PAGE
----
The invisible _GNU_SOURCE in your C++ code

Recently two of my patches made their way into clang/LLVM; now ‘musl’ is a valid environment type in LLVM, and you can configure clang to build binaries against musl on Linux, without using fancy compiler flags like those shown in my previous blog posts. The “natural” next step of this project is to build LLVM itself against musl, and this task turns out to be tougher than I expected. Let’s now dive into the technical part.

Briefly speaking, there’s a chunk of code like the following in LLVM:

namespace LibFunc {
enum Func {

which defines a set of enumerators with the same names as various libc functions. This is totally valid since these enumerators are protected by a C++ namespace, so *ideally* won’t clash with raw libc function names.

But the story goes a bit differently on musl’s side. Some of the functions, including fopen64 listed in the code snippet, is actually non-POSIX, and somehow musl decides to define them as aliases to the non-64 versions. Here’s a code snippet from musl’s header stdio.h:

#if defined(_LARGEFILE64_SOURCE) || defined(_GNU_SOURCE)
#define tmpfile64 tmpfile
#define fopen64 fopen
#define freopen64 freopen

You can see these 64-suffixed functions are defined as macros; the ugliness of macros is that they don’t respect C++’s scoping rules, thus the inevitable name clashing with LLVM.

Should we blame musl for this? Actually it does protect these symbols with another macro _GNU_SOURCE; the fopen64 and stuff are exposed only when _GNU_SOURCE is defined. OTOH, I checked LLVM’s code and in fact it never explicitly defines _GNU_SOURCE, unless glibc is in use. Then why the clash? Unfortunately the ugliness doesn’t just end here. It turns out g++/clang++ unconditionally predefines _GNU_SOURCE when compiling any C++ code on Linux, and that’s because libc++/libstd++ won’t work on Linux without this macro defined. So the perfect fix for this incompatibility between LLVM and musl should be fixing the C++ compiler itself, but that’s another big story…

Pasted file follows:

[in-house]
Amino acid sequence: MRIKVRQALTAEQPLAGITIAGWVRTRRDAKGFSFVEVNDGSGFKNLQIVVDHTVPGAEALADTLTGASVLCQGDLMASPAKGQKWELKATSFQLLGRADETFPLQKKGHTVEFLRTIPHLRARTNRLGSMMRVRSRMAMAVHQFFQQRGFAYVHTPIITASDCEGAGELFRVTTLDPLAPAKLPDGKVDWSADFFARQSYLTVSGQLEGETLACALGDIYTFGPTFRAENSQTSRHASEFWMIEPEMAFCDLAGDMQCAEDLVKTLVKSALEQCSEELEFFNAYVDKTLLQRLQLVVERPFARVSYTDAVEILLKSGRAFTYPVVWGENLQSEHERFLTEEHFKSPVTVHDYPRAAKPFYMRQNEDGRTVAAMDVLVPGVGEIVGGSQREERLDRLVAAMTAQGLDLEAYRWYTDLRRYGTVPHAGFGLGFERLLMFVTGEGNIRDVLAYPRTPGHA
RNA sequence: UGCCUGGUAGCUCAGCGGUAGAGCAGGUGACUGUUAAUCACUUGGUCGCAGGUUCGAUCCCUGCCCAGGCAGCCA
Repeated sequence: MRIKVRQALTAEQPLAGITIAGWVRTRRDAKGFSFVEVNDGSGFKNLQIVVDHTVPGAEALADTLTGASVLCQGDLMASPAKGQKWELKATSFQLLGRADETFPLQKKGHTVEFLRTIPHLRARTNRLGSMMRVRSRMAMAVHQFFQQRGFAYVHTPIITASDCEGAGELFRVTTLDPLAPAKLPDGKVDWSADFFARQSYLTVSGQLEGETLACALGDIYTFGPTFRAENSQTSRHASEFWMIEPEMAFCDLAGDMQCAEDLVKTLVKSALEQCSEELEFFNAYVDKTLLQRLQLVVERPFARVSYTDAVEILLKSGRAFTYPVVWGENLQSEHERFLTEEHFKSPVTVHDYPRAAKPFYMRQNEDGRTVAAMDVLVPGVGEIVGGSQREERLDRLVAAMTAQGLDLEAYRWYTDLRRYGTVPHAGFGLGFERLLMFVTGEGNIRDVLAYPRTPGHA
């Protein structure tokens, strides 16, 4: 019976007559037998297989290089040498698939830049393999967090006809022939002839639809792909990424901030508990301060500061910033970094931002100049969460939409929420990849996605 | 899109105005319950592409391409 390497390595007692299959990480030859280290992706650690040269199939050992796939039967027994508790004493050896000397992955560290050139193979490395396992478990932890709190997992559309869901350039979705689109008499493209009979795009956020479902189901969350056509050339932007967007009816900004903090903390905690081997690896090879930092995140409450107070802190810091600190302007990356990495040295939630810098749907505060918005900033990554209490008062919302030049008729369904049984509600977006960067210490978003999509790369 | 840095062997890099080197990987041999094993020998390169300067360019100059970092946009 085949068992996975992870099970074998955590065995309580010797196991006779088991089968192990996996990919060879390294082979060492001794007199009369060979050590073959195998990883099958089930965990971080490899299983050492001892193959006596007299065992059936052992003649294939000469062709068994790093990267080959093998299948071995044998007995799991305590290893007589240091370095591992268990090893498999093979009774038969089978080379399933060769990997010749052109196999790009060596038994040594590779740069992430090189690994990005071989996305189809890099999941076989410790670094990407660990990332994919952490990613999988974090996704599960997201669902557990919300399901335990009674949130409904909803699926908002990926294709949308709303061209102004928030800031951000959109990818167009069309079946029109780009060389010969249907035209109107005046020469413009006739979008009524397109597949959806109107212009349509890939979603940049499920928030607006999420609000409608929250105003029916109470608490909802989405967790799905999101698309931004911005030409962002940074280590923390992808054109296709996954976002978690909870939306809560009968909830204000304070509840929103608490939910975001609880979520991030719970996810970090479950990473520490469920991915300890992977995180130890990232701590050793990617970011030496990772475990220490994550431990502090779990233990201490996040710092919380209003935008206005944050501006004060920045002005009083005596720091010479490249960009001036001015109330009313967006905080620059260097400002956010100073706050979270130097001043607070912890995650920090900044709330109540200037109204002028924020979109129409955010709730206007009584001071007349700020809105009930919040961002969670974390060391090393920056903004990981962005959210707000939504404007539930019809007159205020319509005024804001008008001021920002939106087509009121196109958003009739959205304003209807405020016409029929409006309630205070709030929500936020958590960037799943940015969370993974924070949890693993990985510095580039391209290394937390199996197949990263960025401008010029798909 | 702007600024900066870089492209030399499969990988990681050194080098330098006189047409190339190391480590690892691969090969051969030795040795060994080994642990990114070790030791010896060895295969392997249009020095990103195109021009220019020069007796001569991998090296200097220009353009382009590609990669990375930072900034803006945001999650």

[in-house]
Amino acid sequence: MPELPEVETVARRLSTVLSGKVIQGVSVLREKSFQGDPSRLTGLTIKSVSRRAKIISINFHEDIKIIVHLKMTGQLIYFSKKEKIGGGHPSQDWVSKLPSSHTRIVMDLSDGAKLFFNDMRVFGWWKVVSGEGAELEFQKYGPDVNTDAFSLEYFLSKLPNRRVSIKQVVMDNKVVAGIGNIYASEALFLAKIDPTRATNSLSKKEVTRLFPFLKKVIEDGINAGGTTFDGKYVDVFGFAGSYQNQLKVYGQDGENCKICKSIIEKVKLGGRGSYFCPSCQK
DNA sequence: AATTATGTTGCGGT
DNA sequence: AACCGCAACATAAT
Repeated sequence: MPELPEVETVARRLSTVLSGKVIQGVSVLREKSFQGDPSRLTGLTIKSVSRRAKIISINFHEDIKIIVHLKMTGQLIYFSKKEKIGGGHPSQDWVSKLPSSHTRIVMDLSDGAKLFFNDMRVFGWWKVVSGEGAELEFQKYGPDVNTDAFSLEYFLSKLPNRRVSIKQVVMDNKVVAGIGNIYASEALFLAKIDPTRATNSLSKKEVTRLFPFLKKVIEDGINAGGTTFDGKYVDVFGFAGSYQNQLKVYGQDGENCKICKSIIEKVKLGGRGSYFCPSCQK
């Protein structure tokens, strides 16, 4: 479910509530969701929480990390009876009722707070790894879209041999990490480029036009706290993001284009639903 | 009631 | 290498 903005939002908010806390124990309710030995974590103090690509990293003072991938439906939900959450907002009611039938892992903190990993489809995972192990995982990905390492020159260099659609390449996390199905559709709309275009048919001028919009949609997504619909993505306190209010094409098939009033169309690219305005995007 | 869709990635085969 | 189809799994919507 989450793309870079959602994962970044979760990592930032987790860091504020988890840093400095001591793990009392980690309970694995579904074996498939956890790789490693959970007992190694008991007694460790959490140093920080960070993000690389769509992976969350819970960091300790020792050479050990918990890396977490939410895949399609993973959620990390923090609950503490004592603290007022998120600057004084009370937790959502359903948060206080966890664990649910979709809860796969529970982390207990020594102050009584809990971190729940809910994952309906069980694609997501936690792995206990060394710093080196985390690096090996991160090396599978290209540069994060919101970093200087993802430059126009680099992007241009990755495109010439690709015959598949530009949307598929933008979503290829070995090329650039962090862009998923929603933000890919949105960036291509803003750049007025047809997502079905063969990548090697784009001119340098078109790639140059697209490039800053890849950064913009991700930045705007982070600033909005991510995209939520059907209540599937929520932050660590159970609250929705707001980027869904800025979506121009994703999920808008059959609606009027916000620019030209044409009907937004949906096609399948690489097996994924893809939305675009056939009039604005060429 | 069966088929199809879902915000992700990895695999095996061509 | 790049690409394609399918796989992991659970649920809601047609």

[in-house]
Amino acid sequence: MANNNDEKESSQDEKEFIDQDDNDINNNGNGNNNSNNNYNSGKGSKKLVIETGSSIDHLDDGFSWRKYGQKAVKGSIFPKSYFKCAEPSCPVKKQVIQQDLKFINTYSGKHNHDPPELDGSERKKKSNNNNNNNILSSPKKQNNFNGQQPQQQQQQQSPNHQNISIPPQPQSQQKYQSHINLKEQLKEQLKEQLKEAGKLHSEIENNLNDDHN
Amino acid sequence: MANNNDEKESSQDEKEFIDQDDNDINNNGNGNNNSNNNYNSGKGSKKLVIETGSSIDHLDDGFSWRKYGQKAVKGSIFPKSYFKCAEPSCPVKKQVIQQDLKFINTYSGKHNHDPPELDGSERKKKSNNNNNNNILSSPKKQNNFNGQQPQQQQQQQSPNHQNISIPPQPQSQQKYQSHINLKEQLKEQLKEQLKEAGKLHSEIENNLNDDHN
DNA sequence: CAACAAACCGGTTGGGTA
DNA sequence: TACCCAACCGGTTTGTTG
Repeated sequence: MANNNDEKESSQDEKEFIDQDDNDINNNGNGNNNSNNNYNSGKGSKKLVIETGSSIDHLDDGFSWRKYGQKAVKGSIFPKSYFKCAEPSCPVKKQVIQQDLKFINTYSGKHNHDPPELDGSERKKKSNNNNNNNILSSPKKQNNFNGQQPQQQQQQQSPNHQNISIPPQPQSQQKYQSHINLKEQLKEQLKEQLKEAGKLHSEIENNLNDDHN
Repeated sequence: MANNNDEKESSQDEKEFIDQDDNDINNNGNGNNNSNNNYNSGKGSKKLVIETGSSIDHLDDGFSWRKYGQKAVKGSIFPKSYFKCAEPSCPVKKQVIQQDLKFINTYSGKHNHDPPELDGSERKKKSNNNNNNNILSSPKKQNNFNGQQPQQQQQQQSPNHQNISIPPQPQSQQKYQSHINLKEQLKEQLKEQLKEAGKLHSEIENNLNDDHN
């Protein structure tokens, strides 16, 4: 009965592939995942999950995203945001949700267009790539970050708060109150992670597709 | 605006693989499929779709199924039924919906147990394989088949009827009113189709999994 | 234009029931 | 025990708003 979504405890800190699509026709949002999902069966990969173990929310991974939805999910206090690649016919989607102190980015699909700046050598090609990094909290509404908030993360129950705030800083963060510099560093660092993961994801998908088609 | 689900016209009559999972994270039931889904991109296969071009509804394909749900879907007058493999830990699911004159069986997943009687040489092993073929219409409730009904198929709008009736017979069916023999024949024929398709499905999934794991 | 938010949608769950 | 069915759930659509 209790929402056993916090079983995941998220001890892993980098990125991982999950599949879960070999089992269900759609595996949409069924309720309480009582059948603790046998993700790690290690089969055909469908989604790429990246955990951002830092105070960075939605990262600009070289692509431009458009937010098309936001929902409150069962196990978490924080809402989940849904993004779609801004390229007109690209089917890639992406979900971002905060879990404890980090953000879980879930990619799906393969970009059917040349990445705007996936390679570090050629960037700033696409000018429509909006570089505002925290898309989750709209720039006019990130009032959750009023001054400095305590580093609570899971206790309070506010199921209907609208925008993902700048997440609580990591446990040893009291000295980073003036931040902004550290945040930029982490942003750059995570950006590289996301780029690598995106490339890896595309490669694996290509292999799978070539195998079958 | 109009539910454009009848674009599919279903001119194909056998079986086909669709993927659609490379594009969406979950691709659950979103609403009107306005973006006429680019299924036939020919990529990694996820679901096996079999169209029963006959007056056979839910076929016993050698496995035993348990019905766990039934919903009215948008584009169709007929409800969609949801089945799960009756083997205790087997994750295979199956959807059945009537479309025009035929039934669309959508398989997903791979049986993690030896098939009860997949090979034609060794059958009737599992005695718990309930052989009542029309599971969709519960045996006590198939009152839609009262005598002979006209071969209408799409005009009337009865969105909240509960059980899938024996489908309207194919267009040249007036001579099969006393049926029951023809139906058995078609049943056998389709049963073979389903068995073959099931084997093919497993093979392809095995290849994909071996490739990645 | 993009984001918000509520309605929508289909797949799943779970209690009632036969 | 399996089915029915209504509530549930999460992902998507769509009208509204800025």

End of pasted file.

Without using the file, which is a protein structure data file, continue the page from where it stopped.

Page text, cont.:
2 thoughts on “The invisible _GNU_SOURCE in your C++ code”

    1. Thanks for the pointer 🙂

      Actually I’m aware of patches like this; but I’m afraid LLVM won’t accept them upstream (deleting code related to fopen64, etc). My intention is to work out a solution that pleases both musl and LLVM, so they just work together out the box, without any downstream patches.

      Currently I’m working on removing libc++’s dependence on _GNU_SOURCE and make clang not defining _GNU_SOURCE when using libc++. If it works, then probably no patch is needed for LLVM to be built against musl.

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